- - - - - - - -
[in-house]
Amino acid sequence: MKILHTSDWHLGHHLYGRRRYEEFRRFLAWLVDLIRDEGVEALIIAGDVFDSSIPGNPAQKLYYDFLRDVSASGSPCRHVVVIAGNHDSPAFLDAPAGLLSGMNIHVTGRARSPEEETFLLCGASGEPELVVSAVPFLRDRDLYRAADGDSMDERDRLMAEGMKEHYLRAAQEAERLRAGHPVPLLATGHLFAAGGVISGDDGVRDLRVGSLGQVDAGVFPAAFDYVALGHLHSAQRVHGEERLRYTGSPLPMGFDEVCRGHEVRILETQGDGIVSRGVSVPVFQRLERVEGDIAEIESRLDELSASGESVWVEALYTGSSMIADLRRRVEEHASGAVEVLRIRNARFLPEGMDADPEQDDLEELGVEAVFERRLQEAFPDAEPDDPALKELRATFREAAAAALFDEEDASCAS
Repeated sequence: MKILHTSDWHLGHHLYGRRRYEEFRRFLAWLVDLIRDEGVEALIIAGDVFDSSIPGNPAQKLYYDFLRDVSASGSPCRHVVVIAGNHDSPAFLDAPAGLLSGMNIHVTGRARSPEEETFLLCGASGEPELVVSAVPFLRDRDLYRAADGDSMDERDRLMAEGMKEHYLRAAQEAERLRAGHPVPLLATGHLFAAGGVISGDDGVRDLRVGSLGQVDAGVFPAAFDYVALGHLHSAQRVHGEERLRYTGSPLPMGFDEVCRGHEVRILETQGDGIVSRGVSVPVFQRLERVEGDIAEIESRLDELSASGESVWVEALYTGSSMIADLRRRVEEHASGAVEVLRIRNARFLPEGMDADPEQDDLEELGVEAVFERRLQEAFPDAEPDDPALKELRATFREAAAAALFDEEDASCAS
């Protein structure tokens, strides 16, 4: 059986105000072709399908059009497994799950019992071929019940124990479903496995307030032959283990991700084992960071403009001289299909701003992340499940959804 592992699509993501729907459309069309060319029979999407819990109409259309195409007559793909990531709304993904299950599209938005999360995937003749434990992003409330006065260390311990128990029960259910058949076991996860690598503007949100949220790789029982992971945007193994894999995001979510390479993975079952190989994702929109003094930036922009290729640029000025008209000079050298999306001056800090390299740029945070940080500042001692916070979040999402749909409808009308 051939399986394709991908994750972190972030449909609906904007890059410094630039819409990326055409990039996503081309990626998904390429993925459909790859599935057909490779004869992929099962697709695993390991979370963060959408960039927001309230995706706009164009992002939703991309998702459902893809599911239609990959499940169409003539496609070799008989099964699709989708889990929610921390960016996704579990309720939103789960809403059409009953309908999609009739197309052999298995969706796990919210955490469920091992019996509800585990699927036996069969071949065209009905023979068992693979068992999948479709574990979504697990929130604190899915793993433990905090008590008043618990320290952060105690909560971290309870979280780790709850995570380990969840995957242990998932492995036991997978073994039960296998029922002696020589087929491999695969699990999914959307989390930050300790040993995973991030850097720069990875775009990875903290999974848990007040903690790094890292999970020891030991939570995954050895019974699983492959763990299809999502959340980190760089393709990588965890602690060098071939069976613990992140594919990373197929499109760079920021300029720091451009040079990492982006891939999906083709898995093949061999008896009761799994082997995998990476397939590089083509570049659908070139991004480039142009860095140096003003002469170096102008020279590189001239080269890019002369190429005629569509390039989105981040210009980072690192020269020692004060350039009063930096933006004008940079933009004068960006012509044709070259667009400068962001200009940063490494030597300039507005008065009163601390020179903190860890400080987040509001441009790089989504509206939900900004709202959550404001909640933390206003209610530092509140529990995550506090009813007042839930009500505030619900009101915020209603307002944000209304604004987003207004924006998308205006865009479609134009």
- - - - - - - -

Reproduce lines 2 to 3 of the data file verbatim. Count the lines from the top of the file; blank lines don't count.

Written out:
Amino acid sequence: MKILHTSDWHLGHHLYGRRRYEEFRRFLAWLVDLIRDEGVEALIIAGDVFDSSIPGNPAQKLYYDFLRDVSASGSPCRHVVVIAGNHDSPAFLDAPAGLLSGMNIHVTGRARSPEEETFLLCGASGEPELVVSAVPFLRDRDLYRAADGDSMDERDRLMAEGMKEHYLRAAQEAERLRAGHPVPLLATGHLFAAGGVISGDDGVRDLRVGSLGQVDAGVFPAAFDYVALGHLHSAQRVHGEERLRYTGSPLPMGFDEVCRGHEVRILETQGDGIVSRGVSVPVFQRLERVEGDIAEIESRLDELSASGESVWVEALYTGSSMIADLRRRVEEHASGAVEVLRIRNARFLPEGMDADPEQDDLEELGVEAVFERRLQEAFPDAEPDDPALKELRATFREAAAAALFDEEDASCAS
Repeated sequence: MKILHTSDWHLGHHLYGRRRYEEFRRFLAWLVDLIRDEGVEALIIAGDVFDSSIPGNPAQKLYYDFLRDVSASGSPCRHVVVIAGNHDSPAFLDAPAGLLSGMNIHVTGRARSPEEETFLLCGASGEPELVVSAVPFLRDRDLYRAADGDSMDERDRLMAEGMKEHYLRAAQEAERLRAGHPVPLLATGHLFAAGGVISGDDGVRDLRVGSLGQVDAGVFPAAFDYVALGHLHSAQRVHGEERLRYTGSPLPMGFDEVCRGHEVRILETQGDGIVSRGVSVPVFQRLERVEGDIAEIESRLDELSASGESVWVEALYTGSSMIADLRRRVEEHASGAVEVLRIRNARFLPEGMDADPEQDDLEELGVEAVFERRLQEAFPDAEPDDPALKELRATFREAAAAALFDEEDASCAS